And Sarah died in Kiryat Arba which is Hebron, in the Land of Canaan; Avraham came to eulogize Sarah and to weep for her. (Bereshith 23:2)
The events in this verse seem to be related in reverse order: When a close family member passes away, one generally weeps before the eulogy, for most eulogies are inspired by the mourners’ weeping over their personal loss. Avraham’s weeping was of a higher nature, for his weeping was motivated by his eulogy in which he dwelled upon Sarah’s deeds and perfection of character.1
Even at times of tremendous emotional strain we must make sure that what we say is within the bounds of permissible speech. While an over inflated homage may be a source of momentary honor, in the long run both the deceased and the eulogizer stand to lose from it. One who makes a habit of exaggerating his praise of the departed may be punished for this practice after he leaves the world.2
Nevertheless, when delivering a eulogy one may embellish the truth somewhat in praise of the departed.3 This is halachic evidence of the Torah’s extreme sensitivity toward the honor of one who has died, for had the Torah forbidden us to exaggerate slightly in our words of praise for the departed, we might unintentionally detract from the honor due him.4 Since nobody knows everything another person does, it is fair to give a little extra praise, for this will probably represent the truth. An exaggeration may actually reflect the truth in another way too, for it is altogether plausible that given the chance, the departed might have acted in accordance with the exaggerated praise expressed in the eulogy, and for this reason it is permitted.5 This is especially true of the righteous, who, out of humility, hide their noble deeds.6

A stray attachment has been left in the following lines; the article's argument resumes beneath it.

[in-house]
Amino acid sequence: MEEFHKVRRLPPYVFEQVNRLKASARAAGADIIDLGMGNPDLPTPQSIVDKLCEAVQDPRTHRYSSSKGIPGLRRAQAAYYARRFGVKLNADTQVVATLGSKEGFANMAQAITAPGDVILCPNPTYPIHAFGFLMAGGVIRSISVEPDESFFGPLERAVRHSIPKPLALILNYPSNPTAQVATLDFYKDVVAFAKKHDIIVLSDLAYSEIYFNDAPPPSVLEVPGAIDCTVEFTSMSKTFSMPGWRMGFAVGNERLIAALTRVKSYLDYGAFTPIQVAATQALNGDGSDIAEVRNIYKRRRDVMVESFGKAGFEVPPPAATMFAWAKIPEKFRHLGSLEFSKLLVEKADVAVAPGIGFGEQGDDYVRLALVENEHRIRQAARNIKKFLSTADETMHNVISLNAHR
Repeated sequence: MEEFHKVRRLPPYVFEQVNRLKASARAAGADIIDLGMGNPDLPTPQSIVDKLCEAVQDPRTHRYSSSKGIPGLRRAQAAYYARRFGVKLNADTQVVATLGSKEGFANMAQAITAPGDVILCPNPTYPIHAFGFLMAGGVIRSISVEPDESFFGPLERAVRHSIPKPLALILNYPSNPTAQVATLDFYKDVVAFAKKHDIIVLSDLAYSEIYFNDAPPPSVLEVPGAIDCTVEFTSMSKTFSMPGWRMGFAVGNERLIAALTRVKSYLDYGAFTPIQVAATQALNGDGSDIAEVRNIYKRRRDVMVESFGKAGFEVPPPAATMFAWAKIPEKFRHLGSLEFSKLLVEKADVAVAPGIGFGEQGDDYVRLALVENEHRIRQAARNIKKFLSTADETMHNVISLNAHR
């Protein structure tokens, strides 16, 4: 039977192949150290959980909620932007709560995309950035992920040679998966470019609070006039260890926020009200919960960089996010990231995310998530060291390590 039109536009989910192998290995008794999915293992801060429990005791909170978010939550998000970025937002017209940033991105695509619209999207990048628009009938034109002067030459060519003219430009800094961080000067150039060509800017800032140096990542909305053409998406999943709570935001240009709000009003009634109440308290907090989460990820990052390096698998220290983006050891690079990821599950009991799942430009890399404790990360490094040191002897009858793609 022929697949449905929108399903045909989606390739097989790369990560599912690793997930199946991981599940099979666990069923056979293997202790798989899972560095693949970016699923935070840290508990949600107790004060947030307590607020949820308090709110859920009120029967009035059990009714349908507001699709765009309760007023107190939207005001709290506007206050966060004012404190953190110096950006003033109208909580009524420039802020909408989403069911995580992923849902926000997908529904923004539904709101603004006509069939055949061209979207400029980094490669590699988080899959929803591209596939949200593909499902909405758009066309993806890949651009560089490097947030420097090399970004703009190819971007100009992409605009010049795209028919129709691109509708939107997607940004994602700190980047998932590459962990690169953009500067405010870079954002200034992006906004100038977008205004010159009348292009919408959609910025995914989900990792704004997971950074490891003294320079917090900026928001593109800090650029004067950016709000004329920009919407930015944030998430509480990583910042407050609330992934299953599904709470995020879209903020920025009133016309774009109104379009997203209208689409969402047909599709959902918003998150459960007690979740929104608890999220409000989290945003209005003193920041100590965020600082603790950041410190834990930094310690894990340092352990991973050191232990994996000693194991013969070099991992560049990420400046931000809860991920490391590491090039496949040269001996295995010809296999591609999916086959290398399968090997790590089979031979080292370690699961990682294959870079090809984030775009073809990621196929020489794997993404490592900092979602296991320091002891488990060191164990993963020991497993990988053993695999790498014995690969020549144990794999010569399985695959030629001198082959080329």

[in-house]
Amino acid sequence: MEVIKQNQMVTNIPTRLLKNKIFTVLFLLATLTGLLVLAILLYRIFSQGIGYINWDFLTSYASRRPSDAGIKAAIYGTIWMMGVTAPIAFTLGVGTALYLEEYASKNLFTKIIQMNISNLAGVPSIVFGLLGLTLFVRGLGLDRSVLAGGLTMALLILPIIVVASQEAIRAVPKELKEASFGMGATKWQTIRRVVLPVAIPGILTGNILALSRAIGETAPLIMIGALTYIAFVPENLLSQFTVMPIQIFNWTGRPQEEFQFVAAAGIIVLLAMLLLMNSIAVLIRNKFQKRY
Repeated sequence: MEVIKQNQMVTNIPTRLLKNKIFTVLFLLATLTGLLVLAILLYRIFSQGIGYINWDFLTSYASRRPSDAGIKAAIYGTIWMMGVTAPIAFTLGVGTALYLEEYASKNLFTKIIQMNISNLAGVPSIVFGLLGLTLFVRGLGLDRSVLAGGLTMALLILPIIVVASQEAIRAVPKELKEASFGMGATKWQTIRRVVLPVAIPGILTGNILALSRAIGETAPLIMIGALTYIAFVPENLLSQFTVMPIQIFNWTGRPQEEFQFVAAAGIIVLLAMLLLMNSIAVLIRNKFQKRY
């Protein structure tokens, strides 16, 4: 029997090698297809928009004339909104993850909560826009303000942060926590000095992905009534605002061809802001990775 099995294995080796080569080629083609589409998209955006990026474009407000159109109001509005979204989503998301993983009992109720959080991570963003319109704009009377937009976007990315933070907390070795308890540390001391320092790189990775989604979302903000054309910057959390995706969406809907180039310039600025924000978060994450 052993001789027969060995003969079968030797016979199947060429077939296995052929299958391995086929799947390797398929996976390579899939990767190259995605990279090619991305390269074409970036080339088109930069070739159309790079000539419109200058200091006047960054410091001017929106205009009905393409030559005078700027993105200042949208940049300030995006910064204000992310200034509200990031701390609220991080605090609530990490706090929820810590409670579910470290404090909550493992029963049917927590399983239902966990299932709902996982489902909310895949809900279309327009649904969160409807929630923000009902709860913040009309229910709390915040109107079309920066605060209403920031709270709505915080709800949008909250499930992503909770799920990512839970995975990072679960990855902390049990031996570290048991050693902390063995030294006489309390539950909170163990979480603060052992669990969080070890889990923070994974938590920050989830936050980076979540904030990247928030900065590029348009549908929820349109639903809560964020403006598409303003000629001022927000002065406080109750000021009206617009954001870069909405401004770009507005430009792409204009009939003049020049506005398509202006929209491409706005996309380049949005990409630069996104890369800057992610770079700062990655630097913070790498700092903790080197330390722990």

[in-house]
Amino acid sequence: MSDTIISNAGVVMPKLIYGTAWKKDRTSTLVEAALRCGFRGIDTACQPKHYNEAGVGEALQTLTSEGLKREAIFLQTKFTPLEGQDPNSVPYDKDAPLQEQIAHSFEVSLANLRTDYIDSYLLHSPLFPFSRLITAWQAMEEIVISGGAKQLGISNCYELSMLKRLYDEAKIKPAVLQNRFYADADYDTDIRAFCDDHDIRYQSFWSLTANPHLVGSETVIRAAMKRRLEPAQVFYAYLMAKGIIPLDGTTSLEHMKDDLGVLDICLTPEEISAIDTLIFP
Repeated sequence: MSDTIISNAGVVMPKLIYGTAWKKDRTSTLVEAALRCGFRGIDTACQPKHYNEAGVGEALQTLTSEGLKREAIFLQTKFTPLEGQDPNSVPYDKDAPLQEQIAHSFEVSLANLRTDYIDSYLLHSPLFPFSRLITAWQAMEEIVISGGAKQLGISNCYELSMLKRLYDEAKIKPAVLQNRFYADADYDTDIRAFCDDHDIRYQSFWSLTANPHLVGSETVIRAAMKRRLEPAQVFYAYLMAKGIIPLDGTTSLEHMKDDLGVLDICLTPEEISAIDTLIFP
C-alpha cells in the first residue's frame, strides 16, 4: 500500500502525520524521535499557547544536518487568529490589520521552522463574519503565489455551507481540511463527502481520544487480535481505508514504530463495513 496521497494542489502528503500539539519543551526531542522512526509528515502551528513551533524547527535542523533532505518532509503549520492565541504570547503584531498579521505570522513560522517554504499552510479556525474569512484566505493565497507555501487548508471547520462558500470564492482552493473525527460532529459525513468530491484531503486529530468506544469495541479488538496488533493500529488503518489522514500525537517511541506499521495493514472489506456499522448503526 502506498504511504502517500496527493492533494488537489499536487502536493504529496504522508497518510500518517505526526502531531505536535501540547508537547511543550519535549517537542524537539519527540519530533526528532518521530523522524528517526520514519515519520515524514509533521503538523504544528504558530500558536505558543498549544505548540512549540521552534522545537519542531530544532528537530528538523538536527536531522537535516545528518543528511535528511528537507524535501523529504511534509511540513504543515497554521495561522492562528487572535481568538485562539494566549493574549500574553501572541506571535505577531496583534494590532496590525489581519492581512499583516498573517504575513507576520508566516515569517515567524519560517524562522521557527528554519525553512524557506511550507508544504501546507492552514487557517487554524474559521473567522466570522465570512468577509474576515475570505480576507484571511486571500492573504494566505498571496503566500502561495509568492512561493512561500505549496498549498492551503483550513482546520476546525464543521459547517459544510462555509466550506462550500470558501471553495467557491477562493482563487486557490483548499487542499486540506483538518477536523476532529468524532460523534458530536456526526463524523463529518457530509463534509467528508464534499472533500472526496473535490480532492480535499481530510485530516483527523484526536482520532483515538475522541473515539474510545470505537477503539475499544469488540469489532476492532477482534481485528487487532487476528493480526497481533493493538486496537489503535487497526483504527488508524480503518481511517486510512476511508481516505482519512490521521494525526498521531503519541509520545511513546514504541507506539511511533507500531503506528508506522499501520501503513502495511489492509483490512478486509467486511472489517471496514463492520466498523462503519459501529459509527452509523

Rav Chatzkel Levenstein once eulogized a young Torah scholar who had been murdered. Everyone was devastated by this tragedy, but Rav Chatzkel refused to exaggerate in describing his emotions. When he said, “This is a heartbreaking tragedy,” he reflected on his own words for a moment and concluded that in fact his heart was not actually broken. He immediately corrected himself and said that the heart should break over tragedies such as this.7
On another occasion Rav Chatzkel delivered a eulogy without shedding a tear. Later, he explained that before he rose to speak he was informed that his grandson had just passed away. Had he cried, people would have thought that his tears were shed over the person he was eulogizing, when they would have been motivated by his grandson’s death.8
1. Malbim on Bereshith 23:2.
2. Anaf Yosef, Kesuboth 72a.
3. Shulchan Aruch Yoreh De’ah 344:1.
4. Bach, ibid.
5. Taz, ibid.
6. Birkei Yosef, ibid.
7. Heard from Rav Shlomo Brevda.
8. MiDevar Sheker Tirchak p. 150
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